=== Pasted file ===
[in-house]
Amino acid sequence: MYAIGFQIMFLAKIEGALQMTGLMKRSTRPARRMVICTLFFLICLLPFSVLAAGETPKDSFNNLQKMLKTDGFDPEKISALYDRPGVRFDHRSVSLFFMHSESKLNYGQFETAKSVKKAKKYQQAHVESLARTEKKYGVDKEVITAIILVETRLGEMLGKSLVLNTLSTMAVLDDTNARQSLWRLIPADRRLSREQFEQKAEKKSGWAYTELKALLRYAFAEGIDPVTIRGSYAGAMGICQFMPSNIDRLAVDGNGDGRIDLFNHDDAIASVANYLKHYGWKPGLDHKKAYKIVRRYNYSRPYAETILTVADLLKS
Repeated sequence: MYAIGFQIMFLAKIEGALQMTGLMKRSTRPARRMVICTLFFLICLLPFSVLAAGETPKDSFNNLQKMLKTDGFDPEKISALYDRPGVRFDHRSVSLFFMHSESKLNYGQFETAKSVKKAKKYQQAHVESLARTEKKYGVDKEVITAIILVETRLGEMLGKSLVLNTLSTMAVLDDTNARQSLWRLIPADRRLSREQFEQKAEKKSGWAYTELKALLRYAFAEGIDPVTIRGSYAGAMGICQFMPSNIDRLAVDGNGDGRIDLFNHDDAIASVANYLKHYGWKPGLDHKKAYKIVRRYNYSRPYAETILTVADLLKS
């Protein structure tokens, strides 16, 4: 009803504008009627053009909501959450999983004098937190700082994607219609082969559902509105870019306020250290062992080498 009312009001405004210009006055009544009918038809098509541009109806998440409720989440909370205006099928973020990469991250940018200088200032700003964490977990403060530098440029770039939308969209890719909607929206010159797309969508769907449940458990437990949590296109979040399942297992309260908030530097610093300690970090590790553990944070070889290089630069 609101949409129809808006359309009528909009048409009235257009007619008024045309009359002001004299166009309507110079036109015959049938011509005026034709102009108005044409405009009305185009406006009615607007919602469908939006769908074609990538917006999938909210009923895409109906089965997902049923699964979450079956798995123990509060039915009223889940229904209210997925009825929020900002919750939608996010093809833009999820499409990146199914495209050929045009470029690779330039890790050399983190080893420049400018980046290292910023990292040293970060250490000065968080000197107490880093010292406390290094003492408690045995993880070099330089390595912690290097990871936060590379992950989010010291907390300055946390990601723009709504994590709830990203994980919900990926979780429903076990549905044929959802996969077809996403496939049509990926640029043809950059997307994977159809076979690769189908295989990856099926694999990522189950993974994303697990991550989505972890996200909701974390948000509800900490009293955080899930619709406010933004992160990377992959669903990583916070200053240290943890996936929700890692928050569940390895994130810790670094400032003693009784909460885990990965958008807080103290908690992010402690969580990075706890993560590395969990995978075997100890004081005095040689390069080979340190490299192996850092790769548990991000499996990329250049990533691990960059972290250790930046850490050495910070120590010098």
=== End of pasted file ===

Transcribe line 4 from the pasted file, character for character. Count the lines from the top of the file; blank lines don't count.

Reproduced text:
């Protein structure tokens, strides 16, 4: 009803504008009627053009909501959450999983004098937190700082994607219609082969559902509105870019306020250290062992080498 009312009001405004210009006055009544009918038809098509541009109806998440409720989440909370205006099928973020990469991250940018200088200032700003964490977990403060530098440029770039939308969209890719909607929206010159797309969508769907449940458990437990949590296109979040399942297992309260908030530097610093300690970090590790553990944070070889290089630069 609101949409129809808006359309009528909009048409009235257009007619008024045309009359002001004299166009309507110079036109015959049938011509005026034709102009108005044409405009009305185009406006009615607007919602469908939006769908074609990538917006999938909210009923895409109906089965997902049923699964979450079956798995123990509060039915009223889940229904209210997925009825929020900002919750939608996010093809833009999820499409990146199914495209050929045009470029690779330039890790050399983190080893420049400018980046290292910023990292040293970060250490000065968080000197107490880093010292406390290094003492408690045995993880070099330089390595912690290097990871936060590379992950989010010291907390300055946390990601723009709504994590709830990203994980919900990926979780429903076990549905044929959802996969077809996403496939049509990926640029043809950059997307994977159809076979690769189908295989990856099926694999990522189950993974994303697990991550989505972890996200909701974390948000509800900490009293955080899930619709406010933004992160990377992959669903990583916070200053240290943890996936929700890692928050569940390895994130810790670094400032003693009784909460885990990965958008807080103290908690992010402690969580990075706890993560590395969990995978075997100890004081005095040689390069080979340190490299192996850092790769548990991000499996990329250049990533691990960059972290250790930046850490050495910070120590010098």